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Repitching yeast

I brewed 10 days ago and don’t think my yeast work very good. I don’t think I prepared it right. But that’s not my question. My question is, is 10 days to late to pitch some new correctly prepared yeast, or am i stuck with what ever I get?
Thanks for the help.

Why do you say it did not work very good ? I’d suggest checking specific gravity to see if your wort has fermented. If it has, then your yeast “worked”. If it has not, and if you sanitized well and kept the wort safe from contamination, then pitching additional yeast now should be OK. The risk of leaving wort unfermented for days is contamination by wild yeast or other things that can spoil the beer.

10 days is really too long to pitch fresh yeast. But it depends on why you think the yeast did not perform the way it should. If the yeast failed completely and the wort didn’t ferment, then 10 days leaves the door open for botulism. Unlikely, but the consequences are pretty severe.

If the yeast stalled, leaving a lot of unfermented sugars or fermentation byproducts, then you can add more yeast to try to get it to finish but it’s a bit more work than just preparing another starter. The yeast won’t work well being pitched directly into an alcoholic environment, and may just cause the new pitch to stall as well. If you’re fermenting in a bucket, you can lift it by the handle and give the bucket a few sharp twists to resuspend the yeast and maybe knock off a few more gravity points. Or, you can acclimate your yeast by adding some of the batch into your starter, letting it ferment, adding a bit more, and after a few steps add the active culture to the rest of the batch.

But as previously mentioned, take a gravity reading. At 10 days, it is probably full of diacetyl, acetaldehyde, suspended yeast, and all kinds of other fermentation byproducts. You need to give it enough time for the yeast to do its work, which involves cleaning up a lot of the intermediate compounds created by the yeast from the active fermentation.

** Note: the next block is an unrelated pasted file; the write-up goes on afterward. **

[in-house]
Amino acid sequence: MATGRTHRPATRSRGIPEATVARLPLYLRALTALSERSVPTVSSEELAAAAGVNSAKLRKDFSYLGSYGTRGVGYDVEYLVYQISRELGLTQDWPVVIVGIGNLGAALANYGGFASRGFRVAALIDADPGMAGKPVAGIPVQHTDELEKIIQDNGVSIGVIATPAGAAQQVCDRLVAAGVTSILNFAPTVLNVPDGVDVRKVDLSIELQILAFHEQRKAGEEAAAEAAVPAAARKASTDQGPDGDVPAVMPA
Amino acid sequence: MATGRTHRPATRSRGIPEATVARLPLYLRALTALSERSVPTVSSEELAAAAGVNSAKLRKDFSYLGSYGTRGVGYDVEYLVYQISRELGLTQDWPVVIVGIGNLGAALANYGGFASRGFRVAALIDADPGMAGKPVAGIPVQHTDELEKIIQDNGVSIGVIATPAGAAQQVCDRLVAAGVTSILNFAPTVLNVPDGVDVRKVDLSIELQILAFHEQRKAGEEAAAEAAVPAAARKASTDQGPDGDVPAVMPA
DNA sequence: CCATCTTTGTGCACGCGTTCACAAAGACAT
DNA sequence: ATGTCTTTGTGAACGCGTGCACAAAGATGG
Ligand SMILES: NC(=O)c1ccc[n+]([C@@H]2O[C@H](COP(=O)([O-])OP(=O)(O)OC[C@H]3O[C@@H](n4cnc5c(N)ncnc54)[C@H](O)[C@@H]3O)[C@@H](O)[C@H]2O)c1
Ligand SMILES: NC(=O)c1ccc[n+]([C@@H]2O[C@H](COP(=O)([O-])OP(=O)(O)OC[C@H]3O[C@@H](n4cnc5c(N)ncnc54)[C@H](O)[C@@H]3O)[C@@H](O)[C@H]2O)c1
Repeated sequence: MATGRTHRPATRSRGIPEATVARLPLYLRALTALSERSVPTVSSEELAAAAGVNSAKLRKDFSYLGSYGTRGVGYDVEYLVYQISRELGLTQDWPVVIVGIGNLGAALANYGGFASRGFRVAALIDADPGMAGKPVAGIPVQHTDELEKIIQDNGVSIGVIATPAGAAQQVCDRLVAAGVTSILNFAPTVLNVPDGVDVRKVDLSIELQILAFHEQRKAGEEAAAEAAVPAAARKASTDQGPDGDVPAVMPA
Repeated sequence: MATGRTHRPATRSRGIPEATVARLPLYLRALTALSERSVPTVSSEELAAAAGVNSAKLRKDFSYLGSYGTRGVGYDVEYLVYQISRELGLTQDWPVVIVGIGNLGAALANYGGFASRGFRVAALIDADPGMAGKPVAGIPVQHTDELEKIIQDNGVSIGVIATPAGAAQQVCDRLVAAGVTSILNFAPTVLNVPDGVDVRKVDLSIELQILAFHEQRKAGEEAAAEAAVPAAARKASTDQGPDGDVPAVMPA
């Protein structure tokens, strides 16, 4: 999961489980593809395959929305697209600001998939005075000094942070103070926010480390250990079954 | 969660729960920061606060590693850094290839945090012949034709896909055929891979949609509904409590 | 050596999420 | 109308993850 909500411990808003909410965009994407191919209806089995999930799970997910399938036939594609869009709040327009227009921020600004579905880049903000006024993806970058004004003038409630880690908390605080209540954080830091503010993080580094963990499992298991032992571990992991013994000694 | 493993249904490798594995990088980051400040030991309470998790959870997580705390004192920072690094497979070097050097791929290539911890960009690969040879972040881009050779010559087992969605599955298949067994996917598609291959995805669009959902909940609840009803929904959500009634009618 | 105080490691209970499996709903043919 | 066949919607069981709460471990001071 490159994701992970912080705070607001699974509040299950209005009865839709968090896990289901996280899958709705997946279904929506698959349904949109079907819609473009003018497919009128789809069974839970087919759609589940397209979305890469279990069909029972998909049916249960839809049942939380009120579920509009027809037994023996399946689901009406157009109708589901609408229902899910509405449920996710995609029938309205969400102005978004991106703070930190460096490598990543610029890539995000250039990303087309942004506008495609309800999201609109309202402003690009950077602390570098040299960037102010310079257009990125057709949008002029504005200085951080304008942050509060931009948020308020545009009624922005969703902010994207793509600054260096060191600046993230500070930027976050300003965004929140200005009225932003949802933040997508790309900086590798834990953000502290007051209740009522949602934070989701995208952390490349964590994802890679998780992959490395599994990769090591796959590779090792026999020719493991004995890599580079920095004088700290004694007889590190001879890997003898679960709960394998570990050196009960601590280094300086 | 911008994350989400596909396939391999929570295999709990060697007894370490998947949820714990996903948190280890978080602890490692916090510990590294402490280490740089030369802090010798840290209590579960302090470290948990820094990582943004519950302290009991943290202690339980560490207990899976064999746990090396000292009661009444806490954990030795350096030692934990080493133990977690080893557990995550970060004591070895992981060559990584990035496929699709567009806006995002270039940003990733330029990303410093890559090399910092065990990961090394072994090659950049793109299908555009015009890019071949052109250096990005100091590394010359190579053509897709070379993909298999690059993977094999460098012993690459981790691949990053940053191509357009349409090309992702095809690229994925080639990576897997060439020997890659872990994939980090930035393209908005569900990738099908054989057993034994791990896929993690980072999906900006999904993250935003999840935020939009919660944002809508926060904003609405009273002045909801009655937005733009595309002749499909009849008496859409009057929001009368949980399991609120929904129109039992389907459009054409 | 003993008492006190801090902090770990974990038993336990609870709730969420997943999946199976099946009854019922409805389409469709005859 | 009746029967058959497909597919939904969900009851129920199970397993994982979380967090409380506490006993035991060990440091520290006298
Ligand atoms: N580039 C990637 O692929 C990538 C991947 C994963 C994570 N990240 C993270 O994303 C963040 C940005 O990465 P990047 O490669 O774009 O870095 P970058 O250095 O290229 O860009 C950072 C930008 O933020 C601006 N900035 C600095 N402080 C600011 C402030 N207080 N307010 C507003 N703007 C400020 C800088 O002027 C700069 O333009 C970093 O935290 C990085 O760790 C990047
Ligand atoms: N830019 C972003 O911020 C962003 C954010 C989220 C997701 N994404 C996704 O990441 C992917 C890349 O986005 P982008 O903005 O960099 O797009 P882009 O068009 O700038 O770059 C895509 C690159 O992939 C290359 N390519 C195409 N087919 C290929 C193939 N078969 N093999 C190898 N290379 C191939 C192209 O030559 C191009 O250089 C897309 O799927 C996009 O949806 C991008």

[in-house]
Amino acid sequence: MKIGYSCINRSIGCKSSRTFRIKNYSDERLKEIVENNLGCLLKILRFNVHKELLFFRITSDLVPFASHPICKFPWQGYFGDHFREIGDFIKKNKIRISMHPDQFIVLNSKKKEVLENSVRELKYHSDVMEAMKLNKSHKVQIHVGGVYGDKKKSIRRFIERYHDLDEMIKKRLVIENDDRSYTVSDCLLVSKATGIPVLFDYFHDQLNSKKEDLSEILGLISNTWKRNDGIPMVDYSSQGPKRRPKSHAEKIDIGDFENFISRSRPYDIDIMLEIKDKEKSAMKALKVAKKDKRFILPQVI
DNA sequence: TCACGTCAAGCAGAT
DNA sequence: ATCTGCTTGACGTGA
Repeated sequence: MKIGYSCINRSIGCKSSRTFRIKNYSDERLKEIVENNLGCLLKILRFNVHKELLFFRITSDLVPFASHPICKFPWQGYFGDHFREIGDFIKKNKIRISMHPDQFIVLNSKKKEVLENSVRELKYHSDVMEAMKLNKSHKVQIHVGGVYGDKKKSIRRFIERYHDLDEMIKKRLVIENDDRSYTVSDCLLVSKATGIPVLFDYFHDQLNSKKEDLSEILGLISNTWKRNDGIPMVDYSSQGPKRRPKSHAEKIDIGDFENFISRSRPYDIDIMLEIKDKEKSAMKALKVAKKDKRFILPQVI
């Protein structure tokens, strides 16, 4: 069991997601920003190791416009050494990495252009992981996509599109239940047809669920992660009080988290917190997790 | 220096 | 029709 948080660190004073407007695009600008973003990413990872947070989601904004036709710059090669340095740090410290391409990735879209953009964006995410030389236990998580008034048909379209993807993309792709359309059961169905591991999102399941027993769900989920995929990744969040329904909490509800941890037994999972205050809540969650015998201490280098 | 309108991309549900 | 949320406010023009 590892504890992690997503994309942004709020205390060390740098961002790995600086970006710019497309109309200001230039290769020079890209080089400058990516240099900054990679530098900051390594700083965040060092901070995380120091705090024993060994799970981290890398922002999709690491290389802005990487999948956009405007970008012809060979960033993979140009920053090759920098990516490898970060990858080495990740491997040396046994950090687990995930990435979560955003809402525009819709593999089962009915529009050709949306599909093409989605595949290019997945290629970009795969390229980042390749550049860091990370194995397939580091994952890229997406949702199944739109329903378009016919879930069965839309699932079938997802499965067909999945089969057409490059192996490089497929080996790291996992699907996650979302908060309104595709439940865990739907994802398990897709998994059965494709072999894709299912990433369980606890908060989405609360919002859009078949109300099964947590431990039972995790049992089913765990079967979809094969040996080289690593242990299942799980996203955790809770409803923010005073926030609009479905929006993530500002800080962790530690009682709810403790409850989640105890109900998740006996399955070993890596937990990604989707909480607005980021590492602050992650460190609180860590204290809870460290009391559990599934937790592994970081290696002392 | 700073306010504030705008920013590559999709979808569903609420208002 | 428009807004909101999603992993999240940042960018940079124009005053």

If your gravity is still pretty high and fermentation stopped too soon, then you’ll need a different fix.

I got in a hurry and remembered reading somewhere that you could just dump dry yeast right into the wort right out of the package. So I did. Put the lid on my bucket and put it in the closet. I’ve checked it everyday and there has never been in action in my airlock or the foam in the bucket. This being only my second batch, I’m still learning. With more info, what do you think now? Any help is greatly appreciated.

You can. It’s not ideal, but you can. Is there any krausen ring around the bucket? Fermentation can happen fast and buckets don’t seal well, but there should be a bunch of gunk around the edge of the bucket.

Do you have a hydrometer? That’s the best way to tell if fermentation happened.

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There was a “gunk” ring. And I will check gravity when I get home. I had an OG of 1.038. About how much difference should there be?

Hard to say for sure, but it should be less than 1.020. Probably in the range of 1.010 - 1.015. What’s more important than the absolute number is whether you get the same measurement a few days apart before you bottle, that’s the only reliable way to tell whether fermentation is done.

Well porkchop I must have done something right cause the gravity reads 1.013. Thank you for your help.

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And at 1.038 a whole packet of dry yeast will eat through the wort in no time. As @porkchop mentioned, take another reading in a couple days. If it remains 1.013 it’s done.

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